The Office of National Statistics recently covered the rise of underemployment during the Great Recession.
Although the definition of the term can be subjective – individuals who merely are prepared to work more hours whilst currently being in full-time (or near enough) employment, or some of the multitude of university graduates who believe working in ice-cream parlours or call-centres is beneath them – it is notable that the average underemployed individual earned £7.49 per hour (£3 per hour less than non-underemployed respondent) and that those in part-time employment were more likely to have described themselves as such with one in four doing so; and underemployment was more prevalent in economically depressed regions of England & Wales, such as the East Midlands, Yorkshire and Humber, the North East and the South West.
(Scotland is recorded as a single region and, although a recent report in the Scotsman does not differentiate between internal regions and elides the higher levels in said regions of England and Wales by stating that the Scottish level is higher than “many regions”, internal regions undoubtedly will record higher than average levels.)
Also notably, the bulk of the current 10% of the national workforce which defines itself as underemployed occurred in the 12 months after the financial crash whilst the great and merely wealthy behind the monumental levels of ineptitude bordering on out-right malfeasance escaped with the obloquy of harsh words in the media. Not for the first time, the archive images of former Wall Street spivs and speculators made homeless show their enduring appeal.
Overheard on a news report as I considered this piece, Grant Schapps announced that more people – and specifically, more women – currently were in employed than any point in British history. Setting aside the matter that more people currently live in Britain than at any point in British history, my first thought was how many were underemployed.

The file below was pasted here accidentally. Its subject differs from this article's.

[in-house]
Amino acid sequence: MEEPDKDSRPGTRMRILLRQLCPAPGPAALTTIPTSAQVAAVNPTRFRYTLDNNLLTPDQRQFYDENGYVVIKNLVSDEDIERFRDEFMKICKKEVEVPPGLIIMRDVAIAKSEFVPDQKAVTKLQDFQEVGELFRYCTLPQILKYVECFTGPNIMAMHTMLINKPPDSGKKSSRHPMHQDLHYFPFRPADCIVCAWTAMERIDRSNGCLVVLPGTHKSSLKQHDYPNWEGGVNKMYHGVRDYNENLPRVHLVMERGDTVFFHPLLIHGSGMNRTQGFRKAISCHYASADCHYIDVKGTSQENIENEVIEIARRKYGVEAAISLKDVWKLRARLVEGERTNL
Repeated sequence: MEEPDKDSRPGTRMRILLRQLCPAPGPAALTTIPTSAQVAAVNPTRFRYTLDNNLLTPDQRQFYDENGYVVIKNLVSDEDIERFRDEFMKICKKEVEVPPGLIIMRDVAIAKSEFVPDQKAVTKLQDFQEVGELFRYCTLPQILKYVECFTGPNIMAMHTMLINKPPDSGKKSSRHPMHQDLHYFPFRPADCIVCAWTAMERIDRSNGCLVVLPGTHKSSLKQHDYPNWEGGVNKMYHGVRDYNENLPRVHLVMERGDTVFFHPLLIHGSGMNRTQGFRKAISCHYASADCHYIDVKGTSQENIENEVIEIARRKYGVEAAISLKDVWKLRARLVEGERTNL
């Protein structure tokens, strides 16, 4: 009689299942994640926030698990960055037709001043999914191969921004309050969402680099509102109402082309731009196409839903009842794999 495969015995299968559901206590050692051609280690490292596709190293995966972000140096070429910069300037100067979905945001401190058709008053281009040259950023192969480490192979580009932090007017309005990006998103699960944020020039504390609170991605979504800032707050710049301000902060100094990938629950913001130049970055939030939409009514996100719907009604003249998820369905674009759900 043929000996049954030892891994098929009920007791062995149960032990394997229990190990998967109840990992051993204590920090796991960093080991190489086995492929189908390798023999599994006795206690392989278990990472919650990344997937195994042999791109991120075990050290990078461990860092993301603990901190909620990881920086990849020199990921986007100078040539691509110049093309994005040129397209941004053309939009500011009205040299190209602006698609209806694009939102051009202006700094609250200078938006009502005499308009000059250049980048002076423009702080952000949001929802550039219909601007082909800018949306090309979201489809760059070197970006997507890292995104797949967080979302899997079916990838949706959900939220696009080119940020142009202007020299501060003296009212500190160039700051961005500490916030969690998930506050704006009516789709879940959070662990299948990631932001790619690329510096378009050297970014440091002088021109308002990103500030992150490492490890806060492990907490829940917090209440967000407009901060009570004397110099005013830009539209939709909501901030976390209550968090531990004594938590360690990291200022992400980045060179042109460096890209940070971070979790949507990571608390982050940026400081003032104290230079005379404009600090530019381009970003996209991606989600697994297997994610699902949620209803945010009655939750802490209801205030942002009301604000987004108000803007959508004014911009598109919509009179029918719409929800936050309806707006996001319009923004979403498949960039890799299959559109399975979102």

Continuing an original appointment decision of comic proportions, Ed Balls has posited plans to require the long-term unemployment to take any minimum wage position through subsidized schemes. As yet, no suggestions have been offered as to how this would avoid further underemployment of highly qualified or previously senior individuals being bounced down to low/unskilled positions, or if the creation of another tranche of state-funded employers would reverse the less-than-inglorious success of the Work Programme or avoid situations reminiscent of Close Protection UK.
The Independent contrasts such statements with Labour’s continued opposition to the Welfare Uprating Bill.
Update: Last month, a caller to London’s Biggest Conversation was ridiculed for revealing that – after being unemployed for seven years – he had refused an eight-to-four job on the grounds that it was too early a start. One aspect with niggled me was that it was unclear whether or not the job was to be full or part-time (it certainly would be minimum wage). If the latter, there would be every possibility that with the laborious and often time-delayed paperwork required of claimants doing bit-work, it would impact on the finances of someone operating according to a hand-to-mouth basis.
And such work would be more regular than cash-in-hand work which the caller also admitted to. Again, current Jobcentreplus procedures almost conspire against such people who keep in work-mode but wish to remain honest with the state agencies.
One thing was sure, though. The caller was inarticulate and had next-to-no idea of how he came across to other people.